Cerebral perfusion, vascular spasm, and outcome in patients with ruptured intracranial aneurysms
Ischemic Attack, Transient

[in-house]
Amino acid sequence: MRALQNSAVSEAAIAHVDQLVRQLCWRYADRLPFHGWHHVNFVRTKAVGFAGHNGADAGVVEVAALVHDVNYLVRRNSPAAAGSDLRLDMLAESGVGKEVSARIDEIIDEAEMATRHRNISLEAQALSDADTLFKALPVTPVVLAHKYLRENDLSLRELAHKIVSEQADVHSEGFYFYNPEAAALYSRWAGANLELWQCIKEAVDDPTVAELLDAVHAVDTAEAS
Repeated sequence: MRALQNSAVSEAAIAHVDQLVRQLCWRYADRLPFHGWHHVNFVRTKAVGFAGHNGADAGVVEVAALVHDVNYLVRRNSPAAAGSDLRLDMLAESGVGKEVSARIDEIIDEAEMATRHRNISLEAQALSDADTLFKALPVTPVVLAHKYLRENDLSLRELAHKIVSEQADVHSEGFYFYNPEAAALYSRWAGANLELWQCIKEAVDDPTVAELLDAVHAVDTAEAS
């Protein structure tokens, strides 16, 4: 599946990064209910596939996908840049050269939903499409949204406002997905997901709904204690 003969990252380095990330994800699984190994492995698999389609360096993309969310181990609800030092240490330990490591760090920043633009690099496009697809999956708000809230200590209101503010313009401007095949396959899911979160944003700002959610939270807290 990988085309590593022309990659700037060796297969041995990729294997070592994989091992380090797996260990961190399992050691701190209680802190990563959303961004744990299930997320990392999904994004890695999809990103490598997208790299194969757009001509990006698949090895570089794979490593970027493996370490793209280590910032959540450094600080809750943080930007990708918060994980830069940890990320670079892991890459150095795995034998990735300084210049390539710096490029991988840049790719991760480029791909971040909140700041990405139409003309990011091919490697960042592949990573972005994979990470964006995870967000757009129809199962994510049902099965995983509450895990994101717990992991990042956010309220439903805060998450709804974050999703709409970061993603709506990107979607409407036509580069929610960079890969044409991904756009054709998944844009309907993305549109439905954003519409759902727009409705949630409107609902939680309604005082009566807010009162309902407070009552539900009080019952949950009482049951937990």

In a retrospective study of 44 patients with verified ruptured intracranial aneurysms, the results of radionuclide cerebral perfusion scintigraphy (dynamic brain scanning) and the presence or absence of arteriographic spasm were correlated with the clinical outcome. The data indicated that patients with normal dynamic scans had a better outcome as a group and following intracranial surgery than those in whom perfusion was reduced. Patients with normal perfusion had a higher incidence of preoperative rebleeding from their aneurysms, while patients with reduced perfusion had a higher incidence of infarction, especially after intracranial surgery. There was no correlation between the presence or absence of arteriographic spasm and the results of the dynamic scans, and nor correlation between the presence of absence of spasm and the outcome of the group as a whole. However, in some individual cases with severe spasm, reduced perfusion on the dynamic scan and a poor outcome were noted. It was concluded that the results of the dynamic scan correlated better with eventual patient outcome than the presence or absence of arteriographic spasm. It is therefore suggested that patients in Grades I and II with normal dynamic scans be operated on promptly to prevent rebleeding, and that surgery in patients in Grades I and II with abnormal dynamic scans be delayed until the dynamic scan returns to normal.